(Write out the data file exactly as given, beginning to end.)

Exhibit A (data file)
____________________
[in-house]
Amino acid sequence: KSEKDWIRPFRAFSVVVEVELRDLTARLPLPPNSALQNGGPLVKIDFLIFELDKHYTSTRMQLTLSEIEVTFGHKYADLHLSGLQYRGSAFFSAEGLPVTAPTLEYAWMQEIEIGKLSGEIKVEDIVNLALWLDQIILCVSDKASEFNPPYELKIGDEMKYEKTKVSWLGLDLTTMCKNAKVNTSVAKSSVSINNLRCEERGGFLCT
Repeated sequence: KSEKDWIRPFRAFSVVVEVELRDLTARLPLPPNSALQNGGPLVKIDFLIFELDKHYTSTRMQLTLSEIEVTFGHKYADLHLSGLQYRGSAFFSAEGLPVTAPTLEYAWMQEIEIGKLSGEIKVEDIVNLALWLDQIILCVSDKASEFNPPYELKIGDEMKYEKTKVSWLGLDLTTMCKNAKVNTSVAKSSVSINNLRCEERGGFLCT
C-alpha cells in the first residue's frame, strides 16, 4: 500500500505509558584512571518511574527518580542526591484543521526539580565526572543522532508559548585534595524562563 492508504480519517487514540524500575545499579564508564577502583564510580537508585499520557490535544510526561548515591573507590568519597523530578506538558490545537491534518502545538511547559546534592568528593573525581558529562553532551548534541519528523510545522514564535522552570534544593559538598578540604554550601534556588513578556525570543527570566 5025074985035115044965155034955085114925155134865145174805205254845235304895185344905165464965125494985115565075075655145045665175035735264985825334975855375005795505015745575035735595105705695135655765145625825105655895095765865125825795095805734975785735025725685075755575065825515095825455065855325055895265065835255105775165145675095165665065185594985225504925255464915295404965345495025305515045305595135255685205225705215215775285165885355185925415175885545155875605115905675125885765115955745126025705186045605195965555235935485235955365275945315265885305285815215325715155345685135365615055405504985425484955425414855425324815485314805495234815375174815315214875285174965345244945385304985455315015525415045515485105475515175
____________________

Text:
[in-house]
Amino acid sequence: KSEKDWIRPFRAFSVVVEVELRDLTARLPLPPNSALQNGGPLVKIDFLIFELDKHYTSTRMQLTLSEIEVTFGHKYADLHLSGLQYRGSAFFSAEGLPVTAPTLEYAWMQEIEIGKLSGEIKVEDIVNLALWLDQIILCVSDKASEFNPPYELKIGDEMKYEKTKVSWLGLDLTTMCKNAKVNTSVAKSSVSINNLRCEERGGFLCT
Repeated sequence: KSEKDWIRPFRAFSVVVEVELRDLTARLPLPPNSALQNGGPLVKIDFLIFELDKHYTSTRMQLTLSEIEVTFGHKYADLHLSGLQYRGSAFFSAEGLPVTAPTLEYAWMQEIEIGKLSGEIKVEDIVNLALWLDQIILCVSDKASEFNPPYELKIGDEMKYEKTKVSWLGLDLTTMCKNAKVNTSVAKSSVSINNLRCEERGGFLCT
C-alpha cells in the first residue's frame, strides 16, 4: 500500500505509558584512571518511574527518580542526591484543521526539580565526572543522532508559548585534595524562563 492508504480519517487514540524500575545499579564508564577502583564510580537508585499520557490535544510526561548515591573507590568519597523530578506538558490545537491534518502545538511547559546534592568528593573525581558529562553532551548534541519528523510545522514564535522552570534544593559538598578540604554550601534556588513578556525570543527570566 5025074985035115044965155034955085114925155134865145174805205254845235304895185344905165464965125494985115565075075655145045665175035735264985825334975855375005795505015745575035735595105705695135655765145625825105655895095765865125825795095805734975785735025725685075755575065825515095825455065855325055895265065835255105775165145675095165665065185594985225504925255464915295404965345495025305515045305595135255685205225705215215775285165885355185925415175885545155875605115905675125885765115955745126025705186045605195965555235935485235955365275945315265885305285815215325715155345685135365615055405504985425484955425414855425324815485314805495234815375174815315214875285174965345244945385304985455315015525415045515485105475515175